Redfish Sockeye Run Numbers Downby Barry Espenson
Columbia Basin Bulletin - July 27, 2001
The number of endangered sockeye salmon swimming toward central Idaho's Stanley Basin is a trickle compared to the relative gusher of adults that made the trip up the Columbia, Snake and Salmon rivers last year.
But researchers involved in the captive broodstock program -- attempting to revive a population that counted zero returning adults in 1997 and one in 1998 -- remain optimistic. The first returns from the 9-year-old captive brood program were in 1999 -- seven sockeye. Then last summer 257 sockeye made the 900-mile trip from the mouth of the Columbia River to either Sawtooth Hatchery or Redfish Lake Creek, which feeds from Redfish Lake.
The count through Wednesday had 31 sockeye passing the Snake River's Lower Granite Dam, the last hydro impediment on the fishes' journey but still more than 400 river from the Stanley Basin.
"If you add video in, I think we're up to 48," Paul Kline said Tuesday. The Idaho Department of Fish and Game biologist was referring to fish captured on film at night or during the fish counters' regular breaks.
"That's an expected lower number," Kline said of the 2001 run compared to last year when nearly 10 times that number were counted at Lower Granite. Given the program's relative youth, researchers are using variety of approaches, particularly for the release of fish, to try to find methods that best "bring adults back to Idaho."
Release strategies vary with some mix of at least four different methods. In 1999, three of the seven returning fish were released in Redfish Lake and were allowed to try to spawn naturally. Four of the fish were added to the captive brood genetic stock. Last year nearly 200 of the returning fish were released into Redfish, Alturas and Petit lakes.
The program also includes the release of hatchery produced pre-smolts, young fish that then overwinter in the lakes with survivors making their migration the following year. The planting of eyed eggs -- fertilized eggs that have developed to the point they can be transported safely -- is also employed with hopes that they will hatch, grow and migrate.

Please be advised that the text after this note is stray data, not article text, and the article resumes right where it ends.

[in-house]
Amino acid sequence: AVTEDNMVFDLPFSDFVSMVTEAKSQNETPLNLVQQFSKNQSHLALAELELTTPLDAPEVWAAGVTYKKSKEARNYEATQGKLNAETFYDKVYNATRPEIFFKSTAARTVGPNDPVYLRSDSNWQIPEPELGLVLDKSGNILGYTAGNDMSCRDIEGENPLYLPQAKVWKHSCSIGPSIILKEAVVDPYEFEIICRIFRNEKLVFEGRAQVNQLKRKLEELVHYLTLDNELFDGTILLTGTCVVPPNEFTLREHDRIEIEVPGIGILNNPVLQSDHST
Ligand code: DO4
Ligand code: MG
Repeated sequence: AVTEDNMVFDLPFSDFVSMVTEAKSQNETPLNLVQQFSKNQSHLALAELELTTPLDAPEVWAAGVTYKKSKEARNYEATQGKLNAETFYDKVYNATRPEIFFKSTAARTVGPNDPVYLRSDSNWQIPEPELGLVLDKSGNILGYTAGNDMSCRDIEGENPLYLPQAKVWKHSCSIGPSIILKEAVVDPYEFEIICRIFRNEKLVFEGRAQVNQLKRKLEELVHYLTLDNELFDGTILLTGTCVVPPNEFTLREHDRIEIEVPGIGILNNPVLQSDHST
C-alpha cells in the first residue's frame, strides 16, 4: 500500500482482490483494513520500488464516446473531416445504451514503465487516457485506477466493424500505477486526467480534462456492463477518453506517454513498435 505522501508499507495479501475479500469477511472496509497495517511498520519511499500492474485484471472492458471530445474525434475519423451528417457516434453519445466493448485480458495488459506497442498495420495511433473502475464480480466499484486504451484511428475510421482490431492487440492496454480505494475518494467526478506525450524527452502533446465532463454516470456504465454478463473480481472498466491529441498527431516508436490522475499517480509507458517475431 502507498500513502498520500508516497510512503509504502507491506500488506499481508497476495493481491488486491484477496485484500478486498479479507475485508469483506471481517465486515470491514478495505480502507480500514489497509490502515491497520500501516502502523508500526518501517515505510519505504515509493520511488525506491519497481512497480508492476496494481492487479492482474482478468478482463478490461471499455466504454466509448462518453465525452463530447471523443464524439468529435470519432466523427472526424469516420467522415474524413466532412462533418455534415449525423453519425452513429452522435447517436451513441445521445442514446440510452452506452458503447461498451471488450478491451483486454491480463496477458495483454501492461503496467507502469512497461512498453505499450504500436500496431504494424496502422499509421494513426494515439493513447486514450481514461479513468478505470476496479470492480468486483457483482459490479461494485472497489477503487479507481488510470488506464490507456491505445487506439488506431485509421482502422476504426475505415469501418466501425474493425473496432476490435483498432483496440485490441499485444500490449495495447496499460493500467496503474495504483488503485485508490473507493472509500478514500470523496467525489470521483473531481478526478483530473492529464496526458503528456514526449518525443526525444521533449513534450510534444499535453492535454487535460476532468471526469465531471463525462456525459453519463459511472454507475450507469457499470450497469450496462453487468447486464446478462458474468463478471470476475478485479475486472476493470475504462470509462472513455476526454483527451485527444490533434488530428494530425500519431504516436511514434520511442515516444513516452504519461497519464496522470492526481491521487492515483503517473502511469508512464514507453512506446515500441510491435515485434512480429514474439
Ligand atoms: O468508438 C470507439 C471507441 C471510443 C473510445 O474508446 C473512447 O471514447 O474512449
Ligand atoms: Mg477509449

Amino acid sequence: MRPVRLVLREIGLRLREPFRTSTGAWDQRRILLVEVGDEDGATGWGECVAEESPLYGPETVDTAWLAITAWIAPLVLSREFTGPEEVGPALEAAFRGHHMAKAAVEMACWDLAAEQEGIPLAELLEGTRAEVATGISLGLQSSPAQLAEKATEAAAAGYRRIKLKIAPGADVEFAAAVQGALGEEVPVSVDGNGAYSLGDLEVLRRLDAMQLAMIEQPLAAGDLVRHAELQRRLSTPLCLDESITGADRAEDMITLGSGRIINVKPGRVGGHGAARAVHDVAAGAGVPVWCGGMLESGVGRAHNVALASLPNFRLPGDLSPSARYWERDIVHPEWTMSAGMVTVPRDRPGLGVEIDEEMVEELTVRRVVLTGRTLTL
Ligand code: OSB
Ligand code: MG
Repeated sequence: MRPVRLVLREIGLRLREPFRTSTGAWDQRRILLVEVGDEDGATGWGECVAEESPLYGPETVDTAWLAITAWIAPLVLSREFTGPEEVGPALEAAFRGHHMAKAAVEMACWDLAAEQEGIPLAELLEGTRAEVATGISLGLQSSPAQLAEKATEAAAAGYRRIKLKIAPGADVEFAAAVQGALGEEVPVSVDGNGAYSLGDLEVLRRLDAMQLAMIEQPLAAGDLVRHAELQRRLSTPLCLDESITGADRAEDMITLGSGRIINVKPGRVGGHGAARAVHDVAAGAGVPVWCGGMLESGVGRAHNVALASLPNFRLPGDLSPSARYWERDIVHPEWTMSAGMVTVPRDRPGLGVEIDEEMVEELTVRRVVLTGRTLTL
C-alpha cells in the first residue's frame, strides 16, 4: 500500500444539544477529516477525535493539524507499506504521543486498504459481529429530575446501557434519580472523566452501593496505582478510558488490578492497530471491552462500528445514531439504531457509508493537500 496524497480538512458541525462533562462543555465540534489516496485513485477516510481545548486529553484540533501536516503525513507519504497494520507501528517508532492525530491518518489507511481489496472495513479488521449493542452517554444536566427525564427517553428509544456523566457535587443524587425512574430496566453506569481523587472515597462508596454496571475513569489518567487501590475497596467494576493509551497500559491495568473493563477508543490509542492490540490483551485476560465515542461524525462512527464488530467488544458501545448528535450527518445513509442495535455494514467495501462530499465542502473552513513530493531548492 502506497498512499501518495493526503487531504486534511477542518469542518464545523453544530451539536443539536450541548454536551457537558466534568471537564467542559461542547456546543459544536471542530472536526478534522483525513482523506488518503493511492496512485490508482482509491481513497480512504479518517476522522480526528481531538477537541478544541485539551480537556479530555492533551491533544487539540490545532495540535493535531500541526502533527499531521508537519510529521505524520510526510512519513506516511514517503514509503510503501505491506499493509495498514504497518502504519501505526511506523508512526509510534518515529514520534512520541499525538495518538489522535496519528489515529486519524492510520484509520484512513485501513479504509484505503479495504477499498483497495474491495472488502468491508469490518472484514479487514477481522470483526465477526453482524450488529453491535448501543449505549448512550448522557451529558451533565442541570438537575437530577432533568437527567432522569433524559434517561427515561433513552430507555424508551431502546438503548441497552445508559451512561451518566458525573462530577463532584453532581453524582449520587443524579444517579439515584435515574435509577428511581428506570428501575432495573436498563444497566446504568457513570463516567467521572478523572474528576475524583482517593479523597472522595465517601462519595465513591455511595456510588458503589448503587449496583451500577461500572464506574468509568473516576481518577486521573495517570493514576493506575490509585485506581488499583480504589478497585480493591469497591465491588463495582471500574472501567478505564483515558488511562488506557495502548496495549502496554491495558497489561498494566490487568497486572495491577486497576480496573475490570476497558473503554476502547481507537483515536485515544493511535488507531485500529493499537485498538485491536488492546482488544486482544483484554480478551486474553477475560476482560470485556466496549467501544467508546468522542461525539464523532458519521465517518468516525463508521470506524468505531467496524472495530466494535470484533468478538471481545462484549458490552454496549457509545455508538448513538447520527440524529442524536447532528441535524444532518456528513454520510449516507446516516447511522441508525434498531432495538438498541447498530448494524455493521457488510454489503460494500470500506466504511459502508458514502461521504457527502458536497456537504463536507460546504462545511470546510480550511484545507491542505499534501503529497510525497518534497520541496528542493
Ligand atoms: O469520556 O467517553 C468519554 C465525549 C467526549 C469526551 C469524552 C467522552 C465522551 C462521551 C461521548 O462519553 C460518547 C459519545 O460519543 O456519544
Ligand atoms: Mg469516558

"It is an experimental program," Kline said. Inconsistencies in the maturation of adults captured for broodstock, egg survival rates and other factors can also limit production.
Seventy percent of last year's adult return came from a smolt release program in which fish are reared to the point that they are ready to begin their downstream migration almost immediately. Some 143,000 smolts left the basin in 1998 and came back in force in 2000. All but 10 of the 257 returning fish were marked, meaning they had either been released as smolts or pre-smolts. The 10 unmarked fish were likely either from eyed eggs or adults that spawned naturally.
"We are starting to see an increase in unmarked fish," Kline said. The products of the eyed egg outplants and from natural spawners seem to be having the best success in terms of smolt-to-adult returns but their numbers remain low in comparison to hatchery-produced smolts and pre-smolts.
"The bottom line is what left the basin in 1998" Kline said of what helped produce the largest adult return since 1977. Only 49,879 smolts left the basin in 1999, the basis for much of this year's return. The 2002 return could be even smaller. Only 13,405 smolts were produced because of a low fertilization rate in the hatchery.